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Ryan Williams Embraces "Third Chance"

Running back rehabbing yet again, but remains confident he can succeed


Running back Ryan Williams (left) talks to head athletic trainer Tom Reed about his rehabbed knee during a workout this week at the Cards' Tempe facility.

The sun was out, the air was chilly and Ryan Williams jogged a handful of yards at a time early Tuesday afternoon, catching looping passes from assistant athletic trainer Chad Cook as part of what has seemed to be his constant rehab.

It's a lonely existence, especially this time of year. Only a handful of rehabbing players are around the facility, and few spend as much time there as Williams.

There is a reason for that. The former second-round draft pick hasn't been the answer at running back, not after playing in just four games in his first two seasons because of serious injuries. His attitude is upbeat, even if the past has not been.

"I've got the label of damaged goods," Williams admits.

"People can say what they want to say, feel how they feel," Williams added. "I don't want anybody on my side. I know they are going to talk, say what they will say, and that's cool. I don't need anybody on my side. I need all those doubters, I need all those haters."

There is no bile in those comments. Instead, Williams smiles. "This is the happiest I've been in two years," he says, because he has gotten right both physically and mentally as he tries – once again – to make his way in the NFL.

His rookie season was crushed after he ruptured his right patella tendon during the preseason. His second season ended after the fifth game when he suffered a coracoid process fracture to his left shoulder in St. Louis.

He's missed more games than he ever thought he would and he doesn't shy from the inevitable question about being worried about his spot on the roster.

"Who wouldn't?" he says matter-of-factly.

But Williams still has a confidence he can be a factor, and a factor for the Cardinals. It doesn't hurt that when new coach Bruce Arians was hired, before ever talking to Williams, Arians brought up his name speaking about the potential run game.

"I know Ryan can flat run the football -- I'm a Hokie," said Arians, who like Williams played at Virginia Tech. "I know all about Ryan, and I love him."

Those words found their way back to Williams, who also is hoping for – and counting on – the zone blocking scheme Arians has used in the past and a scheme Williams believes he is best within.  

But, Williams said, "I have to show him, I have to prove to him that he'd be happy to say those words."

The other part of Williams' self-discovery came via a conversation with someone who is no longer around – former general manager Rod Graves. Last year, knowing Williams' love for the late Walter Payton, Graves took some time to talk to Williams late one afternoon after the locker room had cleared out.

Williams remembered Graves coming to his locker – coincidentally, a few days before Williams hurt his shoulder – and pulling up a stool, loosening his tie and sitting there for almost a half-hour telling Williams stories about Payton working with the Bears back in the mid-1980s, when Graves was a Bears' scout.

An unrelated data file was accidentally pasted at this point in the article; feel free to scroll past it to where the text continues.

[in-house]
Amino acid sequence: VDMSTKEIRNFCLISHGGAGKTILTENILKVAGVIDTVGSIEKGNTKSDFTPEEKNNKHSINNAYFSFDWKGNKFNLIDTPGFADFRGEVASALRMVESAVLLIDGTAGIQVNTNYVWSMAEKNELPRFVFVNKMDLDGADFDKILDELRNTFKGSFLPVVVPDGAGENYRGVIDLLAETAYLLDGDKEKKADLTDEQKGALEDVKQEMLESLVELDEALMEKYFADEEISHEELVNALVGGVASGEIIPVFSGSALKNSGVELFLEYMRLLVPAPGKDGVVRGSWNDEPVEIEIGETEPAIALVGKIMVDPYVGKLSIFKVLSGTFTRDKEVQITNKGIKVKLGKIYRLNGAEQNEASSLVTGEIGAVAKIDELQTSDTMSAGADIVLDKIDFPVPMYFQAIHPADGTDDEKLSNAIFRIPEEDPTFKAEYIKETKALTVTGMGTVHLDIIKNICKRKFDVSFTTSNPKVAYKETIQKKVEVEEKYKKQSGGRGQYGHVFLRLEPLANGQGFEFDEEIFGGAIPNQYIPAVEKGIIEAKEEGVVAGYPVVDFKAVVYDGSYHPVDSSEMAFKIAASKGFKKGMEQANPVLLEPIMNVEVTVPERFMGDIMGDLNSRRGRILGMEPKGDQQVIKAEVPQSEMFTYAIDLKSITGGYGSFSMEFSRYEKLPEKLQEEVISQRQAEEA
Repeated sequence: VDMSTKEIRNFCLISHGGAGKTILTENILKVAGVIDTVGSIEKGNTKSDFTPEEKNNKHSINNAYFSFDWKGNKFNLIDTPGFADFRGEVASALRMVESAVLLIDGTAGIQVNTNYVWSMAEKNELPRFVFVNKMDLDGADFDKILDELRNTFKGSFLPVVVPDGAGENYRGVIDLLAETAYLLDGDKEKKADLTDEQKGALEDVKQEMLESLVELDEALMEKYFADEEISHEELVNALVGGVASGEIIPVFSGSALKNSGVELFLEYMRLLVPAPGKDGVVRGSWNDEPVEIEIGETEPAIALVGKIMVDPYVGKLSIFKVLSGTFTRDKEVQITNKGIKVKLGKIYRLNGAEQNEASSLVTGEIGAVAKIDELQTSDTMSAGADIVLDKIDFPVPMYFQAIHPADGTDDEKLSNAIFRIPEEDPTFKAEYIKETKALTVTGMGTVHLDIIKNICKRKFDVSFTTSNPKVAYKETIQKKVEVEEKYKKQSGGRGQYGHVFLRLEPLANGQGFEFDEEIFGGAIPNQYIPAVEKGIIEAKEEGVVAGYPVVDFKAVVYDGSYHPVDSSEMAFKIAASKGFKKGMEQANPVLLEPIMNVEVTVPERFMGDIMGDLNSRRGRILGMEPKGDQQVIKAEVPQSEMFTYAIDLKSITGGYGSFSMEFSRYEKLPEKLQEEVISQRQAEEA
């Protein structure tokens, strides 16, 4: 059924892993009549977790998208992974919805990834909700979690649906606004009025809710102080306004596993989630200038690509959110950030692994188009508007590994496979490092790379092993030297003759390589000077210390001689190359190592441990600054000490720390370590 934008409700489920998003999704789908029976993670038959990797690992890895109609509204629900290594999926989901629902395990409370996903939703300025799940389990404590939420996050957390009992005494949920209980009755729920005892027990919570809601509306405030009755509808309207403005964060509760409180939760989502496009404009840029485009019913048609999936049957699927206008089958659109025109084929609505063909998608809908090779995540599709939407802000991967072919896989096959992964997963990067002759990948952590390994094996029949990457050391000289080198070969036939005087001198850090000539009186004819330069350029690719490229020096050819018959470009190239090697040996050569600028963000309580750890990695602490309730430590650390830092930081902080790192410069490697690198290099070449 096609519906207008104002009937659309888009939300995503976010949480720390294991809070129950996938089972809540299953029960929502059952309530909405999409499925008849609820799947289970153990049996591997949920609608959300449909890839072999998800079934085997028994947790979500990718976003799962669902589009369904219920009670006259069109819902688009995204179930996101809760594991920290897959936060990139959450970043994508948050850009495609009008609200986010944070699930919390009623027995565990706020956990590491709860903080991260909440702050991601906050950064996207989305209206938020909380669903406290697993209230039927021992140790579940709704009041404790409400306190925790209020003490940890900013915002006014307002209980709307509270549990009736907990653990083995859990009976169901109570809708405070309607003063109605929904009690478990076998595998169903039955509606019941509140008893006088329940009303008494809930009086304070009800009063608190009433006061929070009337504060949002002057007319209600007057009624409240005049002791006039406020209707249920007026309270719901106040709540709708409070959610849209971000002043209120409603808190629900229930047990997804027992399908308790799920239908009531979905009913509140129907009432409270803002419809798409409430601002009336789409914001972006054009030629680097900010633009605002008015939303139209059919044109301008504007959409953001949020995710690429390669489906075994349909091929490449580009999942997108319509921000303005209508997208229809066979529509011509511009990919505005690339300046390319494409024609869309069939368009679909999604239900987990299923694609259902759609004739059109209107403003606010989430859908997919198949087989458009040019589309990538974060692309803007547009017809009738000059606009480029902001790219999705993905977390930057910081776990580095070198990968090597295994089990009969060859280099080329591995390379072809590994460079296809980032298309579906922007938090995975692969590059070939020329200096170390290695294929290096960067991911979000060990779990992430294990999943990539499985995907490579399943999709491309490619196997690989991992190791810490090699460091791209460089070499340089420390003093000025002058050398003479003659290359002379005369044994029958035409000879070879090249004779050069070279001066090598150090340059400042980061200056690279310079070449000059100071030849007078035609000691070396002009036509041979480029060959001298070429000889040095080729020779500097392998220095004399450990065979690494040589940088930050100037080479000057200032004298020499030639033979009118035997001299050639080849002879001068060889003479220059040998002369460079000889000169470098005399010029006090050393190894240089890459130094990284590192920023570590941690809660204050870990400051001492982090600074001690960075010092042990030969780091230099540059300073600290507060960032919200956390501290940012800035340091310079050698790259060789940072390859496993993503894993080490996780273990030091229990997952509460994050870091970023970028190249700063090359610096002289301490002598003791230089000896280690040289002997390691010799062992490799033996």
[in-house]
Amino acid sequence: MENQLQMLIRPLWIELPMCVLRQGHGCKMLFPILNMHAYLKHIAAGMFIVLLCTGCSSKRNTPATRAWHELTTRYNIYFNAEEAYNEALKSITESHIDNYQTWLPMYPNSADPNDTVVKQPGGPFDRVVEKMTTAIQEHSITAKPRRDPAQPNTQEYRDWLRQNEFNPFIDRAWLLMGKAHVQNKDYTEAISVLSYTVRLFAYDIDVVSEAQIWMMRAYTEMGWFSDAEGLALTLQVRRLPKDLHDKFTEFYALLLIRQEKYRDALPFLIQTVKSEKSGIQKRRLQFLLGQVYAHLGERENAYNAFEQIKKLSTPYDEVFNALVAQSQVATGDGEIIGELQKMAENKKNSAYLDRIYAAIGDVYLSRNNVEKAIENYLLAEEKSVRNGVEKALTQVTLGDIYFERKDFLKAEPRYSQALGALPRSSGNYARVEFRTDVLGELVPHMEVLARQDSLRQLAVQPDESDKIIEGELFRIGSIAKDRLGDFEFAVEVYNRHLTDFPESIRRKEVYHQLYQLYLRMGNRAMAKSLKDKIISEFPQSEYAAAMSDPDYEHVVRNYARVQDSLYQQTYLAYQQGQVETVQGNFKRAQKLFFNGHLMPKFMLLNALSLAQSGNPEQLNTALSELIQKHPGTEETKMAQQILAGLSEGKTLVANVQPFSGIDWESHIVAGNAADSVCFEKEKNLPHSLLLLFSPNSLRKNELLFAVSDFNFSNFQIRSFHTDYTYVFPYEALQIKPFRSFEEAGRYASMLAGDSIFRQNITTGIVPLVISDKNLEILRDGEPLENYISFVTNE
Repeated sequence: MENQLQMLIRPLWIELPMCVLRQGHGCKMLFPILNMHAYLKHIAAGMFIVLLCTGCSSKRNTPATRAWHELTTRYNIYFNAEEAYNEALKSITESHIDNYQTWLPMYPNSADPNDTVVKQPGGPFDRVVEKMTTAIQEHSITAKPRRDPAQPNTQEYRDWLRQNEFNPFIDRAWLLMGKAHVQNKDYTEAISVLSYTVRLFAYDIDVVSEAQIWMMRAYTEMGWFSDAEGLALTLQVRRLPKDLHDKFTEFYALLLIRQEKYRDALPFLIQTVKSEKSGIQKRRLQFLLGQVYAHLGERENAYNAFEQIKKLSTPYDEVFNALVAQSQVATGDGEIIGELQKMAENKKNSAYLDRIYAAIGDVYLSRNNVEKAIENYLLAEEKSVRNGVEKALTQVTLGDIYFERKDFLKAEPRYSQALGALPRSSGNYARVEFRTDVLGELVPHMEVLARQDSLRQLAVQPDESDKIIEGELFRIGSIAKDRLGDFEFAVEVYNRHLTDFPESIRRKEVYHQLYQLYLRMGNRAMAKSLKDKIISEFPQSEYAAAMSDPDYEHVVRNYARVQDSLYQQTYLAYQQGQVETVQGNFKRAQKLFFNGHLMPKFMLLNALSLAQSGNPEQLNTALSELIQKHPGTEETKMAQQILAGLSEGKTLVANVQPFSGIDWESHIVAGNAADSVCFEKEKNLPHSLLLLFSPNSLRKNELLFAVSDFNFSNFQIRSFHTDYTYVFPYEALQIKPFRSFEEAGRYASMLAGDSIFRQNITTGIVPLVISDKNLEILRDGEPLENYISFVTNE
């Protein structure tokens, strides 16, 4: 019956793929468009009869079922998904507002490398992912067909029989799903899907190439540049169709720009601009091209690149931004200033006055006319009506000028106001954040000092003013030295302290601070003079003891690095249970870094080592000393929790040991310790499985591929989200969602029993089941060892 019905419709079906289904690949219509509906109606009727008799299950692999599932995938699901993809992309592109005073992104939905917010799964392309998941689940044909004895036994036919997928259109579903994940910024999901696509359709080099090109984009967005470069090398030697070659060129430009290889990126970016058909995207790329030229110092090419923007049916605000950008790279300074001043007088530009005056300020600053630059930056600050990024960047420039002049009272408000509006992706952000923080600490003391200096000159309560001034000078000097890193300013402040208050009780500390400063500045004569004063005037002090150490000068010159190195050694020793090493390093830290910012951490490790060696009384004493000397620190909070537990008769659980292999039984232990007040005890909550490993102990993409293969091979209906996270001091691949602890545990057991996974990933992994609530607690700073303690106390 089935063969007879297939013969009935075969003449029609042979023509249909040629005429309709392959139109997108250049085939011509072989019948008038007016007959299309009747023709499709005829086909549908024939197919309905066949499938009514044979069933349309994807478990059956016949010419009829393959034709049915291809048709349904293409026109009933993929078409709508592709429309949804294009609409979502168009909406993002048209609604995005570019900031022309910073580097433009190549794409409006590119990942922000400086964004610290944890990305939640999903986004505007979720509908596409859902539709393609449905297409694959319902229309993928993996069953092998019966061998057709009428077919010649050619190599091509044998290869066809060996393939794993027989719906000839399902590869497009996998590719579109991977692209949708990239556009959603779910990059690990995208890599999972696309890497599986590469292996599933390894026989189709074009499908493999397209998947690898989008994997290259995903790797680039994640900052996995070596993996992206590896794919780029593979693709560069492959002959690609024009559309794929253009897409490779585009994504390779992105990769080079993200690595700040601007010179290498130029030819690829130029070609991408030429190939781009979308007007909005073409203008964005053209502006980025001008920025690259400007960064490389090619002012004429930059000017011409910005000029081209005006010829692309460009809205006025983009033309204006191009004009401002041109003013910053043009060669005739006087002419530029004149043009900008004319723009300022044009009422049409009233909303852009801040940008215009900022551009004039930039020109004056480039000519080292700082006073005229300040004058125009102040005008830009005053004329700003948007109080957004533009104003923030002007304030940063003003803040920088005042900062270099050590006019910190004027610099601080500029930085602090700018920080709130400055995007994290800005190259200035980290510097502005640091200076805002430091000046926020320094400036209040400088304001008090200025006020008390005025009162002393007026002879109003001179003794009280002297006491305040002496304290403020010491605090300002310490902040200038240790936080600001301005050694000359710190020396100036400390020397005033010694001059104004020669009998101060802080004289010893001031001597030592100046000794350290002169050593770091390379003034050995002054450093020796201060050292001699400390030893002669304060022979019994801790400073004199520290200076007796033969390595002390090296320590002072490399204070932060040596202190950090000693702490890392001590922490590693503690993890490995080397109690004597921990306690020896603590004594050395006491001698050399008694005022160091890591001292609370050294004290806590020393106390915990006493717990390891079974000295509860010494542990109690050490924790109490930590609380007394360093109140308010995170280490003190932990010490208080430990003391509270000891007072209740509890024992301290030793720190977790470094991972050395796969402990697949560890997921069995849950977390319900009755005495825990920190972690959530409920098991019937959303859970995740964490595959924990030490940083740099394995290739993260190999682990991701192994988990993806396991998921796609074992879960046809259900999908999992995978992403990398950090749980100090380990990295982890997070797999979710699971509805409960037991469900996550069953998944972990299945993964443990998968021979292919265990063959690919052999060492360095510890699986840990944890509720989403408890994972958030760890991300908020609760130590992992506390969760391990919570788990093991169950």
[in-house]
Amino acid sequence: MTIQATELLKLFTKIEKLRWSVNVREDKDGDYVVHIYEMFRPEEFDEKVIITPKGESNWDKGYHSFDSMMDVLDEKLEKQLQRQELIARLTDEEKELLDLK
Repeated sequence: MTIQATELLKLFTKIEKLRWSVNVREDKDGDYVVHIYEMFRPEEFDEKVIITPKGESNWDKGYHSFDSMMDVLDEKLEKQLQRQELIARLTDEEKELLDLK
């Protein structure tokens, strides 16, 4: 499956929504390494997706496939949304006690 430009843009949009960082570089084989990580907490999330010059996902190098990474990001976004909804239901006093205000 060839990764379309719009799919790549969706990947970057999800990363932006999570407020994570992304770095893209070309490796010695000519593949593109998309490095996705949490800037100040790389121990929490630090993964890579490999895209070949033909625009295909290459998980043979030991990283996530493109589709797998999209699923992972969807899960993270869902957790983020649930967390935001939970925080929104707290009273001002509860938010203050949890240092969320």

Graves told Williams stories about Payton working out 30 minutes before practice, getting up a sweat before his teammates even started. He told Williams about Payton's leadership by example. The anecdotes resonated.

"I needed to grasp that to be the football player I needed to be," Williams said.

Williams talks about where he is as a player, what he is returning from, and it's hard not to notice he doesn't even mention his shoulder injury. It's about his knee and patella tendon, because that's what Williams sees as the obstacle to rehab.

The shoulder, he said, will be fine. The other day, after Williams did one-legged hops right-footed onto a short stool, he said he hadn't been able to do that as well last September even though he was playing in games. He gained just 164 yards on 58 carries (2.8 yards per attempt). If Williams sees his shoulder injury as anything, it was as a sign he wasn't ready to play in the first place.

"My knee is the thing," Williams said. "After you read about people with patella tendon injuries, you don't read about them anymore."

For the first time, Williams will be able to take part in a full minicamp. He is anxious to start the season, although he isn't making any predictions. He joked that after all the talking he did last offseason during his rehab and comeback, no one wants to hear it anymore.

So he arrives at 8 a.m. almost every day for treatment and work. He waits for April to prove to Arians and the coaching staff he can still play and be a contributing member of the team. And he waits to show that even if he is damaged goods, he can be fixed.

"Most people get one chance," Williams said. "This is my third chance. I don't know how my stars are aligned to get three chances. But I finally know who I'm supposed to be."

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